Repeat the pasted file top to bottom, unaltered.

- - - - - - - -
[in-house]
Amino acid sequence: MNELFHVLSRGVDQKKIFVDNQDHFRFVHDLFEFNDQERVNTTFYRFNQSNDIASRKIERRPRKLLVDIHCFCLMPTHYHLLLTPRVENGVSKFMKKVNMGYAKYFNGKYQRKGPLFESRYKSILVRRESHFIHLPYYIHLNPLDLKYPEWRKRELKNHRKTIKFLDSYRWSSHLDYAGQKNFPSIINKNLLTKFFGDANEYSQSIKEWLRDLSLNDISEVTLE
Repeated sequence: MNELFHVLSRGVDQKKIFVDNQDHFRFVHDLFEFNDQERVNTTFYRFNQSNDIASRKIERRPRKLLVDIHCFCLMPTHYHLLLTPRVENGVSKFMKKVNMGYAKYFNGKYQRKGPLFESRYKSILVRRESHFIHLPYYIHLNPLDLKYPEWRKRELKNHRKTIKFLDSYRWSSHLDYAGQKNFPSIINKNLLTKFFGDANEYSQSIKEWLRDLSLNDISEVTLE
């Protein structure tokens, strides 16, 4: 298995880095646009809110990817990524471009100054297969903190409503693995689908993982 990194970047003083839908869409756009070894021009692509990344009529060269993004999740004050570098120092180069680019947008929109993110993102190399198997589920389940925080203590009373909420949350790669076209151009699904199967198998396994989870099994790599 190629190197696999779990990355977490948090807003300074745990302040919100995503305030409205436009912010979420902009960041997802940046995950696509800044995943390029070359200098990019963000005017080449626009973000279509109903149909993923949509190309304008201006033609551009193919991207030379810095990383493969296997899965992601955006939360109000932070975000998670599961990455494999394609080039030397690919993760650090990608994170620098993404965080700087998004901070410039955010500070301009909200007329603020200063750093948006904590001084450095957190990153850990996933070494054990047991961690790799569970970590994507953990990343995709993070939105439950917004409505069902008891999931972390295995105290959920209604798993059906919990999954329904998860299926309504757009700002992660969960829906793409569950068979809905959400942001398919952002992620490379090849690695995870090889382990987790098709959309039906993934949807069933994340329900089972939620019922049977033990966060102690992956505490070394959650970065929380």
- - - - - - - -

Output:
[in-house]
Amino acid sequence: MNELFHVLSRGVDQKKIFVDNQDHFRFVHDLFEFNDQERVNTTFYRFNQSNDIASRKIERRPRKLLVDIHCFCLMPTHYHLLLTPRVENGVSKFMKKVNMGYAKYFNGKYQRKGPLFESRYKSILVRRESHFIHLPYYIHLNPLDLKYPEWRKRELKNHRKTIKFLDSYRWSSHLDYAGQKNFPSIINKNLLTKFFGDANEYSQSIKEWLRDLSLNDISEVTLE
Repeated sequence: MNELFHVLSRGVDQKKIFVDNQDHFRFVHDLFEFNDQERVNTTFYRFNQSNDIASRKIERRPRKLLVDIHCFCLMPTHYHLLLTPRVENGVSKFMKKVNMGYAKYFNGKYQRKGPLFESRYKSILVRRESHFIHLPYYIHLNPLDLKYPEWRKRELKNHRKTIKFLDSYRWSSHLDYAGQKNFPSIINKNLLTKFFGDANEYSQSIKEWLRDLSLNDISEVTLE
């Protein structure tokens, strides 16, 4: 298995880095646009809110990817990524471009100054297969903190409503693995689908993982 990194970047003083839908869409756009070894021009692509990344009529060269993004999740004050570098120092180069680019947008929109993110993102190399198997589920389940925080203590009373909420949350790669076209151009699904199967198998396994989870099994790599 190629190197696999779990990355977490948090807003300074745990302040919100995503305030409205436009912010979420902009960041997802940046995950696509800044995943390029070359200098990019963000005017080449626009973000279509109903149909993923949509190309304008201006033609551009193919991207030379810095990383493969296997899965992601955006939360109000932070975000998670599961990455494999394609080039030397690919993760650090990608994170620098993404965080700087998004901070410039955010500070301009909200007329603020200063750093948006904590001084450095957190990153850990996933070494054990047991961690790799569970970590994507953990990343995709993070939105439950917004409505069902008891999931972390295995105290959920209604798993059906919990999954329904998860299926309504757009700002992660969960829906793409569950068979809905959400942001398919952002992620490379090849690695995870090889382990987790098709959309039906993934949807069933994340329900089972939620019922049977033990966060102690992956505490070394959650970065929380």